Blood Type

  • #1
Hi i had a question wondering ok i have heard and read that most people are blood type O. Well since O is a recessive gene how is it that there are so many O types when the other ones should be dominating. I just dont understand it?
 

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  • #2
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the type O ii alleles are more frequent in the gene pool, so even though it is homozygous recessive, more people have the ii alleles. The dominant traits are not always the most common. It depends on the frequency of the gene pool.
 
  • #3
Monique
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There are even isolated population groups which only have a single ABO bloodtype! :)

edit: and here is the link to go with it!!
http://www.bloodbook.com/world-abo.html

Boro: 100% O
Mayas: 98% O
Peru Indians: 100% O
Shompen (Nicobars): 100% O

I wonder though, why this selection for O-bloodtype??
 
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  • #4
iansmith
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Originally posted by Monique
I wonder though, why this selection for O-bloodtype??
It must be a founder effect. Two of the group you name are south american natives
 
  • #5
Monique
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Originally posted by iansmith
It must be a founder effect. Two of the group you name are south american natives
I wonder if the minor bloodtypes (like Rh) would also be the same in all the individuals, that would distinguish between founder effect or selection..
 
  • #6
Well I read at this site http://www.longevitywatch.com/bloodtype.htm [Broken] and it says that the different blood types is because of where the decandants came from and did, and how it is so many blood type O.

"The major difference between Blood types O and A is that Os have high stomach-acid content (i.e., their digestive juices are high in acidity), and As have low stomach-acid content (i.e., their digestive juices lack acidity). This is because the ancestors of Type O were hunters and were used to high animal protein and low-carbohydrate foods. Type As, however, descended from agrarian ancestors who lived mostly on high-carbohydrate, low animal protein foods. Type Bs, whose ancestors descended from steppe dwellers, evolved relatively recently (i.e., about twelve thousand years ago); they resemble Type Os in their ability to digest meat. Type ABs are the newest (since about two thousand years ago), and they resemble both Blood Types A and B, having inherited their genes. Type ABs also lack stomach acid similar to Type As, but to a lesser degree; they can digest meat a little better than Type As. In general, people of both Blood types B and AB, being the most recent in existence, are considered to have the most tolerant, evolved digestive systems."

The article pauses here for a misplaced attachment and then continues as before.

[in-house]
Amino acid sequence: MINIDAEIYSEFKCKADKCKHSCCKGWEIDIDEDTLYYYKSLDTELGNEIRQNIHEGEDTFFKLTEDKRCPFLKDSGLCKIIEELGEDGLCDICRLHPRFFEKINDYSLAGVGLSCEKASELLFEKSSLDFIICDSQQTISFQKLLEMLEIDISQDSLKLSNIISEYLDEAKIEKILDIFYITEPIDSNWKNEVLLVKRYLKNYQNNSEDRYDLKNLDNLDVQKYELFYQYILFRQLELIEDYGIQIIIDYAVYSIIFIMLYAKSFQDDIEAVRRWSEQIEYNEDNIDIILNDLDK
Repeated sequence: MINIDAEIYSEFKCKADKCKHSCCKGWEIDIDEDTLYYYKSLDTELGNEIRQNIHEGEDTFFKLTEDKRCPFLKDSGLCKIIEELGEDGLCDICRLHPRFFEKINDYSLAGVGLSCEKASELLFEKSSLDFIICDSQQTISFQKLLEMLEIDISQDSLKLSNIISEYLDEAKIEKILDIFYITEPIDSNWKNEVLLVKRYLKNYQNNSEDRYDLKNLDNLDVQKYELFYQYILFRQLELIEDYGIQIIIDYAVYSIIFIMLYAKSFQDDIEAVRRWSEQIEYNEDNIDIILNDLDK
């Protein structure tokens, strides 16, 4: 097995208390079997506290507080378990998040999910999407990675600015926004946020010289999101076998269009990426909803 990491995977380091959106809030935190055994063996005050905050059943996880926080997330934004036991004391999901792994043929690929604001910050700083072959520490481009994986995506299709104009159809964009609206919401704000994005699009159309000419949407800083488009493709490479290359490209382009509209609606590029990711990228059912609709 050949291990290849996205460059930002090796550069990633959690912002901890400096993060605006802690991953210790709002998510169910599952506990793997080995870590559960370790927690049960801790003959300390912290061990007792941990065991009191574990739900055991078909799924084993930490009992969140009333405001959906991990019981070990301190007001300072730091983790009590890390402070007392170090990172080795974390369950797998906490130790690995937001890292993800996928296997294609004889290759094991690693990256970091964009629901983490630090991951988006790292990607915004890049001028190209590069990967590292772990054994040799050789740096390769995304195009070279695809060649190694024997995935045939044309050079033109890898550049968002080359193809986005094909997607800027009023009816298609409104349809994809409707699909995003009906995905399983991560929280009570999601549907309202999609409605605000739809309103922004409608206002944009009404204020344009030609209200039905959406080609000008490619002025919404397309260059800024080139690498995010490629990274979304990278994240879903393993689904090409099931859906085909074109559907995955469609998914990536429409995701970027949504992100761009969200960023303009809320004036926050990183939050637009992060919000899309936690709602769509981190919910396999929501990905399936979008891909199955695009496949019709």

So that would make some sence to me but i do not know if it is true but it sounds like it could be.
 
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  • #7
iansmith
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I am septical about the O-type = Hunter ancestor. I have not seen any valid scientific data.

My aunts were using a diet according to the blood type. There is a book written about it.This site http://www.drlam.com/blood_type_diet/ has some info. I am a type O but what ever he said does apply to me. Am I the exception?

CNN had a nice article on diets
http://edition.cnn.com/HEALTH/library/HQ/00654.html [Broken]

Eat Right 4 Your Type (Dr. Peter D'Adamo)
Premise: The author, Dr. D'Adamo, claims that each blood type has its own unique antigen marker that reacts in negative ways with certain foods, and individuals have varying levels of stomach acidity and digestive enzymes that seem to correlate with blood type. This diet provides a detailed list of foods to eat or avoid, depending on your blood type.

Facts: Although you may find it comforting to have a list of foods to eat or avoid, there's no scientific evidence that diets should be based on blood type.
Anyway, if I remember correctly, other mammal have the simialar kind of blood type. I wonder what is the difference between carnivorous, omnivorous and herbivorous blood type distribution.
 
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  • #8
Monique
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Just remember that all these diets have nothing to do with the bloodtype itself, but rather with a gene that is LINKED to that bloodtype.

The ABO was actually the first genetic marker to be used to find genes.
 
  • #9
iansmith
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Originally posted by Monique
Just remember that all these diets have nothing to do with the bloodtype itself, but rather with a gene that is LINKED to that bloodtype.
Is the gene always linked to the same blood type?
 

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